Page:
April is alcohol awareness month…

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Message in a bottle

Alaska leads the nation in alcohol abuse.


Steve MacDonald of KTUU News in Anchorage quoted Major Sherry McWhorter, divisional social service secretary for Alaska, in a recent newscast about the state’s alcohol abuse program. In Part 1 of the “Message in a Bottle” series on the 6:00 p.m. news, he introduced McWhorter, who revealed that 14 percent of Alaska’s population suffers from alcoholism, which is twice the national average.

“There have been a lot of theories presented about that,” said McWhorter. “One is seasonal affective disorder, isolation, etc. But in some ways, I think it is part of the wilderness tradition—the rugged frontier image that people drink a lot. I don’t know if there is just one answer to that issue.”

MacDonald went on to state that whatever the reason, Alaska’s high rate of alcohol abuse comes with a hefty price tag. It is estimated that every year the economic impact of alcohol and substance abuse in the state is a staggering $800 million, which includes increased costs for public safety, health care and public assistance.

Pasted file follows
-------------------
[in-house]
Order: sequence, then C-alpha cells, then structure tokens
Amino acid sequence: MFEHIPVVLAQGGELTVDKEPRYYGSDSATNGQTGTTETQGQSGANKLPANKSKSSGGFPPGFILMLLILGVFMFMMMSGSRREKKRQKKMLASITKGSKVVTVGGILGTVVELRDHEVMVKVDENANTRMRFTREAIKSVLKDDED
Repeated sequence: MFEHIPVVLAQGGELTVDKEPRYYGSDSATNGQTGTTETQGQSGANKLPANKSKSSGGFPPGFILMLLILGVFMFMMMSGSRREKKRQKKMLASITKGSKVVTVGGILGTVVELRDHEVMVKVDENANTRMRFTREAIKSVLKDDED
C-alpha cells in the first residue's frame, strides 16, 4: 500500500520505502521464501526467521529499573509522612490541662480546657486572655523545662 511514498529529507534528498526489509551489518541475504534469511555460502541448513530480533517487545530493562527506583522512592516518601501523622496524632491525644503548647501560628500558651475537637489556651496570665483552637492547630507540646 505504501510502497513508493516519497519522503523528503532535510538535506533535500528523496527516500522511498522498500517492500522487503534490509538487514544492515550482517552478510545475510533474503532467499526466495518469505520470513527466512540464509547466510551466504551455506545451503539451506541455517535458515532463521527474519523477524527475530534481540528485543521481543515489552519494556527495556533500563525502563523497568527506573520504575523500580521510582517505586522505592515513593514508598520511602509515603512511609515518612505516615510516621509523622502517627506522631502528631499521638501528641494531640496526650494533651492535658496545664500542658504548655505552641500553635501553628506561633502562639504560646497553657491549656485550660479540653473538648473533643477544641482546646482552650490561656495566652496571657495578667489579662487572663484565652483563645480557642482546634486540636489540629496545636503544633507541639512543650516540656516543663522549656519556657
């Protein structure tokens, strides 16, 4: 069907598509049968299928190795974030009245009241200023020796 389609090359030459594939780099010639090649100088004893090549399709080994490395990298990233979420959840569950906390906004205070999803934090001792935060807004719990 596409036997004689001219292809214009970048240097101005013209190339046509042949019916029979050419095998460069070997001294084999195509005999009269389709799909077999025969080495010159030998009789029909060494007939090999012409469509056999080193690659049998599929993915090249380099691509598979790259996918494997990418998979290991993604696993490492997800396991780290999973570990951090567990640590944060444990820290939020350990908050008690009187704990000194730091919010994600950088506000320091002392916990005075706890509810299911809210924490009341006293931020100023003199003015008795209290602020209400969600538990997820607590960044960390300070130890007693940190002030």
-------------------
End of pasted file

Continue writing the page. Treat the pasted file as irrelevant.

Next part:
Lt. Nancy Reeder of the Anchorage Police Department (APD) commented, “I think it’s [alcohol abuse] a problem that, through the years, has become more socially unacceptable. But we still don’t seem to have a handle on it.” As head of the traffic division for APD, Reeder also sees the human costs. Of the 14 traffic deaths in Alaska last year, six involved drunk drivers.

“I think the mentality is you drink and drink and drink, and it’s not going to happen to you,” said Reeder. “And that’s a scary mentality, to realize that someone can drink themselves to four or five times the legal limit and think it’s okay to get behind the wheel of a car because they don’t believe they’re intoxicated. It’s the biggest mind-set that we see.”

The Salvation Army is a beacon of hope in the Last Frontier, remaining on the forefront in providing affordable, professional prevention and treatment services in several of its programs, including the Adult Rehabilitation Program, Booth Memorial Youth and Family Services and the Clitheroe Center.

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